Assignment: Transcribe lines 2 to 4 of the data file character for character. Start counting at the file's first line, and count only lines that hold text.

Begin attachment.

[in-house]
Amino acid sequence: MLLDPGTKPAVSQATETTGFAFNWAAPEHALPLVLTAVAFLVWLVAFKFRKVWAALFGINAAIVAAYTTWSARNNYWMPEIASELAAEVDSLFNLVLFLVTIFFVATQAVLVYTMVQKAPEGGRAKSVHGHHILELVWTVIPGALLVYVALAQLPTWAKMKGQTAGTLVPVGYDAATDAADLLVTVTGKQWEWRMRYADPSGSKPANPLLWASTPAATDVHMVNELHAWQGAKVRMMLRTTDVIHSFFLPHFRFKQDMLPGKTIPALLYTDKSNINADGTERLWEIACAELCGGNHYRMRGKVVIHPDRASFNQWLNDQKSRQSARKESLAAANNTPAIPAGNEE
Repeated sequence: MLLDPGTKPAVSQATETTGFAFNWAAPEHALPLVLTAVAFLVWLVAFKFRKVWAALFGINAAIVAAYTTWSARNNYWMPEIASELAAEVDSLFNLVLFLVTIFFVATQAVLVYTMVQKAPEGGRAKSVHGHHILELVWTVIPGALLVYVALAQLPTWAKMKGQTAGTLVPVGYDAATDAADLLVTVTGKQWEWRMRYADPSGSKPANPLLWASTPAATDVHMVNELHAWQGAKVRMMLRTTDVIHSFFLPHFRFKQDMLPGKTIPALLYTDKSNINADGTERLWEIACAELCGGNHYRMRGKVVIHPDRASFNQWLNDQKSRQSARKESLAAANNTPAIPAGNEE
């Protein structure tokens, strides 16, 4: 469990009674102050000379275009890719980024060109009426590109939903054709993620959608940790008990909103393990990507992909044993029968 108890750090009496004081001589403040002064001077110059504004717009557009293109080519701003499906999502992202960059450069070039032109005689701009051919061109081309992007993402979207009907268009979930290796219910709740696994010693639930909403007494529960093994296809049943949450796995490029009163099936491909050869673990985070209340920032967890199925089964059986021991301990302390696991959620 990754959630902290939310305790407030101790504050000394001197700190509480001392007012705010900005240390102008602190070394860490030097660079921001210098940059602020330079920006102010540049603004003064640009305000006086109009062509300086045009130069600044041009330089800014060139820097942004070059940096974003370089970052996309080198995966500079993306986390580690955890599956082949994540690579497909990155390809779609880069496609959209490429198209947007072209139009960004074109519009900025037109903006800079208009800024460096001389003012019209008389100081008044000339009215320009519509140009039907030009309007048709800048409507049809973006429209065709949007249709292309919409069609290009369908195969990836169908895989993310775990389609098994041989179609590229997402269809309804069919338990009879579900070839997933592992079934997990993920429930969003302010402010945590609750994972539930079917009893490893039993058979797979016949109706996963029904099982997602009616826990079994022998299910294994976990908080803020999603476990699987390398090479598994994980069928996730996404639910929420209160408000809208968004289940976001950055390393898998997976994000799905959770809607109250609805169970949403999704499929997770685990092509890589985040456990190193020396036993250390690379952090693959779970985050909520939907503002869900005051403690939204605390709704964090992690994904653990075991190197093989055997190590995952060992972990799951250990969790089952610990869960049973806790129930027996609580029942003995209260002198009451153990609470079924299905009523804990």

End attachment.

Amino acid sequence: MLLDPGTKPAVSQATETTGFAFNWAAPEHALPLVLTAVAFLVWLVAFKFRKVWAALFGINAAIVAAYTTWSARNNYWMPEIASELAAEVDSLFNLVLFLVTIFFVATQAVLVYTMVQKAPEGGRAKSVHGHHILELVWTVIPGALLVYVALAQLPTWAKMKGQTAGTLVPVGYDAATDAADLLVTVTGKQWEWRMRYADPSGSKPANPLLWASTPAATDVHMVNELHAWQGAKVRMMLRTTDVIHSFFLPHFRFKQDMLPGKTIPALLYTDKSNINADGTERLWEIACAELCGGNHYRMRGKVVIHPDRASFNQWLNDQKSRQSARKESLAAANNTPAIPAGNEE
Repeated sequence: MLLDPGTKPAVSQATETTGFAFNWAAPEHALPLVLTAVAFLVWLVAFKFRKVWAALFGINAAIVAAYTTWSARNNYWMPEIASELAAEVDSLFNLVLFLVTIFFVATQAVLVYTMVQKAPEGGRAKSVHGHHILELVWTVIPGALLVYVALAQLPTWAKMKGQTAGTLVPVGYDAATDAADLLVTVTGKQWEWRMRYADPSGSKPANPLLWASTPAATDVHMVNELHAWQGAKVRMMLRTTDVIHSFFLPHFRFKQDMLPGKTIPALLYTDKSNINADGTERLWEIACAELCGGNHYRMRGKVVIHPDRASFNQWLNDQKSRQSARKESLAAANNTPAIPAGNEE
């Protein structure tokens, strides 16, 4: 469990009674102050000379275009890719980024060109009426590109939903054709993620959608940790008990909103393990990507992909044993029968 108890750090009496004081001589403040002064001077110059504004717009557009293109080519701003499906999502992202960059450069070039032109005689701009051919061109081309992007993402979207009907268009979930290796219910709740696994010693639930909403007494529960093994296809049943949450796995490029009163099936491909050869673990985070209340920032967890199925089964059986021991301990302390696991959620 990754959630902290939310305790407030101790504050000394001197700190509480001392007012705010900005240390102008602190070394860490030097660079921001210098940059602020330079920006102010540049603004003064640009305000006086109009062509300086045009130069600044041009330089800014060139820097942004070059940096974003370089970052996309080198995966500079993306986390580690955890599956082949994540690579497909990155390809779609880069496609959209490429198209947007072209139009960004074109519009900025037109903006800079208009800024460096001389003012019209008389100081008044000339009215320009519509140009039907030009309007048709800048409507049809973006429209065709949007249709292309919409069609290009369908195969990836169908895989993310775990389609098994041989179609590229997402269809309804069919338990009879579900070839997933592992079934997990993920429930969003302010402010945590609750994972539930079917009893490893039993058979797979016949109706996963029904099982997602009616826990079994022998299910294994976990908080803020999603476990699987390398090479598994994980069928996730996404639910929420209160408000809208968004289940976001950055390393898998997976994000799905959770809607109250609805169970949403999704499929997770685990092509890589985040456990190193020396036993250390690379952090693959779970985050909520939907503002869900005051403690939204605390709704964090992690994904653990075991190197093989055997190590995952060992972990799951250990969790089952610990869960049973806790129930027996609580029942003995209260002198009451153990609470079924299905009523804990």